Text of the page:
NTPOG 5th Gen Bass Shaker Installation

Author: Todd Marcucci
 


What the Hell Is A Bass Shaker?
Aura Systems is manufacturer of home, car, and professional sound equipment. The Bass Shaker is a product that they began producing which is essentially a transducer- it vibrates directly proportional to an applied voltage. This is no new concept (Hello, can you say SPEAKER?) but it is different in that it is designed to vibrate a mass, NOT move air with a cone. It has remarkable low-end clarity and efficiency.

Why use it? Because it's neato! Seriously, the ones that I purchased ran me $25 for the pair plus shipping. I'll go more into that later. If you want low end, and I mean CLEAR low end with low distortion and a lot of punch, you're typically looking at a high-dollar 10" or 12" woofer with some serious (and clean) power behind it. Due to the Shaker's high efficiency and low moving mass, you can accurately reproduce low frequencies with low power and quite frankly, crappy power. Even the top-of-the-line Shakers by Aura only handle about 50W RMS.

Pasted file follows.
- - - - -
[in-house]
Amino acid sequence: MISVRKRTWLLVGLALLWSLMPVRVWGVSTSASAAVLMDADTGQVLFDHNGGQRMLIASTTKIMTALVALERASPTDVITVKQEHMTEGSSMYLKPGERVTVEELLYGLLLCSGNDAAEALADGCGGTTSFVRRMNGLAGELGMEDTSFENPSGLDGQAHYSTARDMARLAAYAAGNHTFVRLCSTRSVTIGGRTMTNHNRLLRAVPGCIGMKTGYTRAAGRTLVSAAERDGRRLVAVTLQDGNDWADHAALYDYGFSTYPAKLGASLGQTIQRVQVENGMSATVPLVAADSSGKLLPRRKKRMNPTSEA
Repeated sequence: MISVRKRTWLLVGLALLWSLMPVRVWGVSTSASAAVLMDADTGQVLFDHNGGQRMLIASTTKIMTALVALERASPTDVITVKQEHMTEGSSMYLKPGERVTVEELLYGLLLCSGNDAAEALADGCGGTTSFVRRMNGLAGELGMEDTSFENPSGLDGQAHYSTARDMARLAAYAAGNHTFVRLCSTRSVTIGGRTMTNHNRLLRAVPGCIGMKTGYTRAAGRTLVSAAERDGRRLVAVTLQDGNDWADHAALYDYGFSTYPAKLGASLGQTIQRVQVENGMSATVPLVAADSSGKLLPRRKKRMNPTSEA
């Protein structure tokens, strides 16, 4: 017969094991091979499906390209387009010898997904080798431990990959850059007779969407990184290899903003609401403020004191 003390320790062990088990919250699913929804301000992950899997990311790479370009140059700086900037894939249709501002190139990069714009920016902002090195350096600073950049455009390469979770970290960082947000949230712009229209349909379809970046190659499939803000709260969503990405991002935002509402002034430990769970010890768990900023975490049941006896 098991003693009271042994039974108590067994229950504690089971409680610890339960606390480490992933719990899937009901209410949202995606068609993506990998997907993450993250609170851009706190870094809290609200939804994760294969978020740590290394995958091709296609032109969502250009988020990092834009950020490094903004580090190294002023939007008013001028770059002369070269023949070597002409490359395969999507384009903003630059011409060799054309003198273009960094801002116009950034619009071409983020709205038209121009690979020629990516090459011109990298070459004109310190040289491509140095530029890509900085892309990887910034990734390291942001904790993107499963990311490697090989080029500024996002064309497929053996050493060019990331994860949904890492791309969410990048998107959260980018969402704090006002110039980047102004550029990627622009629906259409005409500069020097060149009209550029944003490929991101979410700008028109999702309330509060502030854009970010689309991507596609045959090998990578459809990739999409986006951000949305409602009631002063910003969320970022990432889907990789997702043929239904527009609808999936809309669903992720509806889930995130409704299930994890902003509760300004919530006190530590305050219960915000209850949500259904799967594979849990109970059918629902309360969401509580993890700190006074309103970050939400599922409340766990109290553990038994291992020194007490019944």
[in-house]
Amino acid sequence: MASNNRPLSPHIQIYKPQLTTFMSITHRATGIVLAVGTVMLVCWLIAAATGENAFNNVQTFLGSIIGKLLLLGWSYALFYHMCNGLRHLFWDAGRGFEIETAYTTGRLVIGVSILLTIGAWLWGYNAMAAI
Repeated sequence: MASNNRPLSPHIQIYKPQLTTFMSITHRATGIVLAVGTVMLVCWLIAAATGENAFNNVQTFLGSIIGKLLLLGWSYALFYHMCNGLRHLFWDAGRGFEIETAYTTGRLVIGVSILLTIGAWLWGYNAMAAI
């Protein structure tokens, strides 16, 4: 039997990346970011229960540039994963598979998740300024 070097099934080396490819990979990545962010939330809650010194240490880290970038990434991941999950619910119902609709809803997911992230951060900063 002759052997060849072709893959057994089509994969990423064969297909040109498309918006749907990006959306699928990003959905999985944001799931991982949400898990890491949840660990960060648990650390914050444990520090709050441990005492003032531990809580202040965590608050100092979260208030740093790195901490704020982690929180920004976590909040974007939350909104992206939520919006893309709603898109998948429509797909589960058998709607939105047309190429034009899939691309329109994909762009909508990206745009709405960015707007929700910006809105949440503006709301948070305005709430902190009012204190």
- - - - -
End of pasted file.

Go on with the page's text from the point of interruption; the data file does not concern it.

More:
These aren't a replacement for a sub. Well, they are, but you have to understand the theory. They don't work well with anything over about 70 or 80Hz. Vocals sound like hell through them, so the HAVE to be crossed over. The padding in the seat does a lot to help this, but I still recommend at least a 90Hz crossover or lower (I run mine at 60Hz). A sharp rolloff (12dB or more) helps as well. These will add the "punch" of a large woofer without the space requirements or the cost. You'll still need some mid-bass like what a 6" woofer or 6x9 is good for. This will give you a little "boom" since the Shakers have mostly "punch." The stock 6x9's serve me well for this purpose (with the stock amp).

A note of caution: these things are LOW power. Driving it with anything over 20W RMS probably not a good idea. I'm using a 50W RMS amp with gain at 1/2 and the head unit's output at 1/2. Take this as a warning that these will not operate very cleanly with more than 20W RMS (they happen to be a 4 ohm load, like a normal speaker).

For a little more info on the lude's stock system (and upgrades), check Gary's Prelude Audio System FAQ.

What You Need
I cranked this project out in a ridiculously short amount of time. It took me longer to plan than to build:

- Phillips screwdriver & pliers (or socket/wrench set)
- At least 3ft of 1.5" x 1/8" steel flat stock (or bigger)
- 12 1/4"-20 x .5" to 1" bolts and locking nuts